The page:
Long-Lived RNA that is Never Replaced in Neurons

The question of whether there are long-lived molecules in long-lived neurons in the brain is an interesting one. Are there specific molecules in the brain that never get replaced across a lifetime, and thus might be vulnerable to damage in the form of modifications that disrupt function? This remains a somewhat hypothetical concern, in the sense that there is no direct demonstration that this is a significant source of dysfunction in late life. Researchers have found evidence for long-lived nuclear pore proteins, however, and here another group presents evidence for long-lived RNA molecules.

Most cells in the human body are regularly renewed, thereby retaining their vitality. However, there are exceptions: the heart, the pancreas, and the brain consist of cells that do not renew throughout the whole lifespan, and yet still have to remain in full working order. Now researchers were able to demonstrate for the first time that certain types of ribonucleic acid (RNA) that protect genetic material exist just as long as the neurons themselves.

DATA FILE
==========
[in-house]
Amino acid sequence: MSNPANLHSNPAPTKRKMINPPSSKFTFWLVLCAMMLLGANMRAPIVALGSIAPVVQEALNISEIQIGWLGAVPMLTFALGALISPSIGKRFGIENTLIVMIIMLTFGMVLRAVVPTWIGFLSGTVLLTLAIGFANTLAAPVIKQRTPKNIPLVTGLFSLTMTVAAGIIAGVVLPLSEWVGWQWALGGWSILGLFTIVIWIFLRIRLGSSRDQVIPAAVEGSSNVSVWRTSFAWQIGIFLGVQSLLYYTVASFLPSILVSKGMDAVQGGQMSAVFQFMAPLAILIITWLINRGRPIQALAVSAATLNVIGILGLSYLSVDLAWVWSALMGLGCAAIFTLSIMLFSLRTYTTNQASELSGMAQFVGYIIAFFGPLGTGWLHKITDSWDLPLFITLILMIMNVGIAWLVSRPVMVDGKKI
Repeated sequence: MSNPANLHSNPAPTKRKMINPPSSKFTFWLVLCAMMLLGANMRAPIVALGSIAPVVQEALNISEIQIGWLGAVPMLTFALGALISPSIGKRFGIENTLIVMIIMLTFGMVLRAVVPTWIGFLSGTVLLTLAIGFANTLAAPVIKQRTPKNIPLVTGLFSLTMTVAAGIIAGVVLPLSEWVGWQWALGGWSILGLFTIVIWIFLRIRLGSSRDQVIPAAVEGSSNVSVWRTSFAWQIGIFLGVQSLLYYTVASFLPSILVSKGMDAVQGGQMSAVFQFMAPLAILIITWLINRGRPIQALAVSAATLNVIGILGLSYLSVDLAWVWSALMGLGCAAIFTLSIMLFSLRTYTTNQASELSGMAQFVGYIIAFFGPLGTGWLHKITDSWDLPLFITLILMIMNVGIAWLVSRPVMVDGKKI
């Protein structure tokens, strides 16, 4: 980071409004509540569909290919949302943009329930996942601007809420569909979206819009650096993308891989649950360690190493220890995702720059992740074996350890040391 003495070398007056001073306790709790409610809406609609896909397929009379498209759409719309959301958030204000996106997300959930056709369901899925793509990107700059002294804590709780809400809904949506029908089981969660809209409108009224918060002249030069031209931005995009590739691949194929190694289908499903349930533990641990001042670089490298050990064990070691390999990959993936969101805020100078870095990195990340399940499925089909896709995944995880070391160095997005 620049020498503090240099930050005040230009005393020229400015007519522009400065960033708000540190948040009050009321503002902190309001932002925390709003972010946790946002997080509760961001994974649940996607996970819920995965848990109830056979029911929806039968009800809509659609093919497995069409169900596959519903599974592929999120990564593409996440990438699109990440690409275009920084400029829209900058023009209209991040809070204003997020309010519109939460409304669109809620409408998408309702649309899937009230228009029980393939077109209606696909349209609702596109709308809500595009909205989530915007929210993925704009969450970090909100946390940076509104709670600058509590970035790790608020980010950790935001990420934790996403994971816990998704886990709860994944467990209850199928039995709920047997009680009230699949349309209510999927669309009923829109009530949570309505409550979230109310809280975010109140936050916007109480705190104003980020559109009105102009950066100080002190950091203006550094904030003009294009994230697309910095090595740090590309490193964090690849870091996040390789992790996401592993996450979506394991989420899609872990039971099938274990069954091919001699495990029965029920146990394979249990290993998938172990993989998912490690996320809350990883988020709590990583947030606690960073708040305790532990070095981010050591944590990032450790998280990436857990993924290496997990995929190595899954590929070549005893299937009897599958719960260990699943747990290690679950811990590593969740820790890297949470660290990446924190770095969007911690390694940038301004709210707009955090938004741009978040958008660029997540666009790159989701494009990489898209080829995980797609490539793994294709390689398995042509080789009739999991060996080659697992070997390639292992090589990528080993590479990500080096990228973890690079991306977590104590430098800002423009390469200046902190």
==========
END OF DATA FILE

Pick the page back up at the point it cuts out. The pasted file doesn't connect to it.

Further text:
"This is surprising, as unlike DNA, which as a rule never changes, most RNA molecules are extremely short-lived and are constantly being exchanged. We succeeded in marking the RNAs with fluorescent molecules and tracking their lifespan in mice brain cells. We were even able to identify the marked long-lived RNAs in two year old animals, and not just in their neurons, but also in somatic adult neural stem cells in the brain."

In addition, the researchers discovered that the long-lived RNAs, that they referred to as LL-RNA for short, tend to be located in the cells' nuclei, closely connected to chromatin, a complex of DNA and proteins that forms chromosomes. This indicates that LL-RNA play a key role in regulating chromatin. In order to confirm this hypothesis, the team reduced the concentration of LL-RNA in an in-vitro experiment with adult neural stem cell models, with the result that the integrity of the chromatin was strongly impaired.

Link: https://www.eurekalert.org/news-releases/1040098

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